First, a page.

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Endoplasmic reticulum stress inhibits 3D Matrigel-induced vasculogenic mimicry of breast cancer cells via TGF-β1/Smad2/3 and β-catenin signaling
FEBS Open Bio  (IF2.693),  Pub Date : 2021-07-28, DOI: 10.1002/2211-5463.13259
Huifen Liu, Hao Wang, Dan Chen, Cuirong Gu, Jianming Huang, Kun Mi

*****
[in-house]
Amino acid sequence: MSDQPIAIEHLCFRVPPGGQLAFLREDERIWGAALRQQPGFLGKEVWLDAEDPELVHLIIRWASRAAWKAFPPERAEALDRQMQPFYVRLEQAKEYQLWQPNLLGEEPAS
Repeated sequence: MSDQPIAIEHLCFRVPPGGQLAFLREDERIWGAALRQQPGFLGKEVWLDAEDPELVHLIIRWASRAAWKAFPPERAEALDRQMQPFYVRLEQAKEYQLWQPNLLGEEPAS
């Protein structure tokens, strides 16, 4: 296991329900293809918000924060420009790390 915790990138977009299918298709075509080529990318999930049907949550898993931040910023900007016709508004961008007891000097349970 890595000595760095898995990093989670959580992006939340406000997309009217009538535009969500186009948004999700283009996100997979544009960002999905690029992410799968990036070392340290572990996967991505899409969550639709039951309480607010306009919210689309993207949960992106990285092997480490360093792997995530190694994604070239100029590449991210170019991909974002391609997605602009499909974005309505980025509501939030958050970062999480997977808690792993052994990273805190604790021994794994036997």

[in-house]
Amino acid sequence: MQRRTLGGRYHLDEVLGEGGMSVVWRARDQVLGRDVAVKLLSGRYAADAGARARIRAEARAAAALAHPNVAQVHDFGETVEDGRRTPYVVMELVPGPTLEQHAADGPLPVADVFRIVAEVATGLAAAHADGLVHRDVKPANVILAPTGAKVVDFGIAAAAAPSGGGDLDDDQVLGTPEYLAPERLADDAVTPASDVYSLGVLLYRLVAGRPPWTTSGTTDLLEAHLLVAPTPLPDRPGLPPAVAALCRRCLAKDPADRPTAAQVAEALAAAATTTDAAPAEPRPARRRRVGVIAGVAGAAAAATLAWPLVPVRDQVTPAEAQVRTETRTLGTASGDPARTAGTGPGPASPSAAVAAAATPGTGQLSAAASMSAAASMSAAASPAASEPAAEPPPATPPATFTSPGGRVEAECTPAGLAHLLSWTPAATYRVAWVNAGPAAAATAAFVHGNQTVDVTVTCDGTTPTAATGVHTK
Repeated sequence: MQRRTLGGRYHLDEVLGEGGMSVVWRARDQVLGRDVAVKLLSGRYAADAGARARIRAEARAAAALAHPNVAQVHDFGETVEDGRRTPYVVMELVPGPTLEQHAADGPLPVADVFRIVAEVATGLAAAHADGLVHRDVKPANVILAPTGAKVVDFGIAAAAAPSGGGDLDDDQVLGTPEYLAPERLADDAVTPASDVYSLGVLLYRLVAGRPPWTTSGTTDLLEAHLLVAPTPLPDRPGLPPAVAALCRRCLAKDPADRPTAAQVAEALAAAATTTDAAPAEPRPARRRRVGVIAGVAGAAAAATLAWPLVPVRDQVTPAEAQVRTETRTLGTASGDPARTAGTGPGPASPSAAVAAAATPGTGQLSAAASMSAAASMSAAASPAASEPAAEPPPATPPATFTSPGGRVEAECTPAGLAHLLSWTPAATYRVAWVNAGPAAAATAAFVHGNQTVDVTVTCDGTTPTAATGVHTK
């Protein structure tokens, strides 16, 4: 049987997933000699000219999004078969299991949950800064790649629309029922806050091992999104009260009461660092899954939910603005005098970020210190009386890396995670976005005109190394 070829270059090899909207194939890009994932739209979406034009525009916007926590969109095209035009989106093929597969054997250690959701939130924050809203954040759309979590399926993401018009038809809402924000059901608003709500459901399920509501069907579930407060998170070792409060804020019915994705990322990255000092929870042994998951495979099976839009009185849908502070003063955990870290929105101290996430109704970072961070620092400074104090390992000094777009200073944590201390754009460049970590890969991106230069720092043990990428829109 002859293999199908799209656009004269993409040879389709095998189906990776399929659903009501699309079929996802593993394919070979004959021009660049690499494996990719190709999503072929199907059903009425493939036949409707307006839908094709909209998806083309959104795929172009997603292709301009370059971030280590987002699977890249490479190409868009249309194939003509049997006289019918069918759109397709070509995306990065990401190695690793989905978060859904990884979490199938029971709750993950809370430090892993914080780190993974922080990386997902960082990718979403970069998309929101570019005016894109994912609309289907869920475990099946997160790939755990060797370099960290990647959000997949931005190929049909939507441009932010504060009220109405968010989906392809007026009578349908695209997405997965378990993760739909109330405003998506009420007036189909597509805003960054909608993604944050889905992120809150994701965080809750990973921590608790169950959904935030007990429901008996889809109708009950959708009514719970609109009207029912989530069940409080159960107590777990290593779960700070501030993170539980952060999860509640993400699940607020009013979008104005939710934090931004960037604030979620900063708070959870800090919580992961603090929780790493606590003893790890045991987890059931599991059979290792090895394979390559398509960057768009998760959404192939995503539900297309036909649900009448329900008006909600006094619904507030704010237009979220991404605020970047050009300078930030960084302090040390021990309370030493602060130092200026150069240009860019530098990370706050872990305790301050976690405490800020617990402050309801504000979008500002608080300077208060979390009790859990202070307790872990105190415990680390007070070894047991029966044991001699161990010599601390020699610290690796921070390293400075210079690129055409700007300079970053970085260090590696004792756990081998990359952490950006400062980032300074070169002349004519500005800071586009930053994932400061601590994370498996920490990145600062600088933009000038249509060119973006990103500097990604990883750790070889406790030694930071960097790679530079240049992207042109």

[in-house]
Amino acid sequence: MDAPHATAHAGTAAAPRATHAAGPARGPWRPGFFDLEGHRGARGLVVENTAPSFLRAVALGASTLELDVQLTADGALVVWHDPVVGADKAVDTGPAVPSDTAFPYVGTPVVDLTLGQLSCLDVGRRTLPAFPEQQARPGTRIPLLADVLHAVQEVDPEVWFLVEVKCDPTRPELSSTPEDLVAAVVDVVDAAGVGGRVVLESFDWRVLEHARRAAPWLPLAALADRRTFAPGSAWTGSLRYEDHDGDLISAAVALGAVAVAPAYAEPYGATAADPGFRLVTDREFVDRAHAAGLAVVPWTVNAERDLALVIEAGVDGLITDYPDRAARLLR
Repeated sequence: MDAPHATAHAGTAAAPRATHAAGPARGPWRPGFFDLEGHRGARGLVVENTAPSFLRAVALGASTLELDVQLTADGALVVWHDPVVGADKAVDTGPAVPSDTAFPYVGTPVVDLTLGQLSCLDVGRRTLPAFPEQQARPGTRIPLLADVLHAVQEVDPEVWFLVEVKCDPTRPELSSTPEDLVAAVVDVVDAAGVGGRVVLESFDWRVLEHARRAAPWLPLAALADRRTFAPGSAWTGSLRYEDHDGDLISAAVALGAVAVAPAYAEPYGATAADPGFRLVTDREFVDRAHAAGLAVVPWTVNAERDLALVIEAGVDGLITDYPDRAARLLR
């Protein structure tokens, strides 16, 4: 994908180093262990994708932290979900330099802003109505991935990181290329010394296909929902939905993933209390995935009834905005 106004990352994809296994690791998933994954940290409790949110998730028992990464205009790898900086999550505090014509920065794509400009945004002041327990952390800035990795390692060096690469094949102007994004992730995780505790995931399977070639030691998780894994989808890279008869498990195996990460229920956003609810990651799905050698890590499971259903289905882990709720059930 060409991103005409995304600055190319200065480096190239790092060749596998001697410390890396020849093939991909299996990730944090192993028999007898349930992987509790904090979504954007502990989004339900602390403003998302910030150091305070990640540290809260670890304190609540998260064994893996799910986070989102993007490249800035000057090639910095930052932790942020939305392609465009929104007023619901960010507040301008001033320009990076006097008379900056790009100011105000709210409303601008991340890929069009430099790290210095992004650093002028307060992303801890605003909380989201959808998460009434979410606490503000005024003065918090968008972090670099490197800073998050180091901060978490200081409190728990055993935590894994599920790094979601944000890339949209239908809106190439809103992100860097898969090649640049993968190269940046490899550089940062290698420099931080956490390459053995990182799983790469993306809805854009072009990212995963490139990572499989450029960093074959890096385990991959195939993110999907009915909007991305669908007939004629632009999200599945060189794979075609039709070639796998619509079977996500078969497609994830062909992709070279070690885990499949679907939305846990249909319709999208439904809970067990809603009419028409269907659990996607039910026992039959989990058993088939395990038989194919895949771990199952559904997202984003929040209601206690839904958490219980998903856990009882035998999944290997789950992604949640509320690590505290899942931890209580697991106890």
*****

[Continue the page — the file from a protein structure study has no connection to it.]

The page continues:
Endoplasmic reticulum (ER) stress is a cellular stress condition involving disturbance in the folding capacity of the ER caused by endogenous and exogenous factors. ER stress signaling pathways affect tumor malignant growth, angiogenesis and progression, and promote the antitumor effects of certain drugs. However, the impact of ER stress on the vasculogenic mimicry (VM) phenotype of cancer cells has not been well addressed. VM is a phenotype that mimics vasculogenesis by forming patterned tubular networks, which are related to stemness and aggressive behaviors of cancer cells. In this study, we used tunicamycin (TM), the unfolded protein response (UPR)-activating agent, to induce ER stress in aggressive triple-negative MDA-MB-231 breast cancer cells, which exhibit a VM phenotype in 3D Matrigel cultures. TM-induced ER stress was able to inhibit the VM phenotype. In addition to the tumor spheroid phenotype observed upon inhibiting the VM phenotype, we observed alterations in glycosylation of integrin β1, loss of VE-cadherin and a decrease in stem cell marker Bmi-1. Further study revealed decreased activated transforming growth factor β1, Smad2/3, Phospho-Smad2 and β-catenin. β-Catenin knockdown markedly inhibited the VM phenotype and resulted in the loss of VE-cadherin. The data suggest that the activation of ER stress inhibited VM phenotype formation of breast cancer cells via both the transforming growth factor β1/Smad2/3 and β-catenin signaling pathways. The discovery of prospective regulatory mechanisms involved in ER stress and VM in breast cancer could lead to more precisely targeted therapies that inhibit vessel formation and affect tumor progression.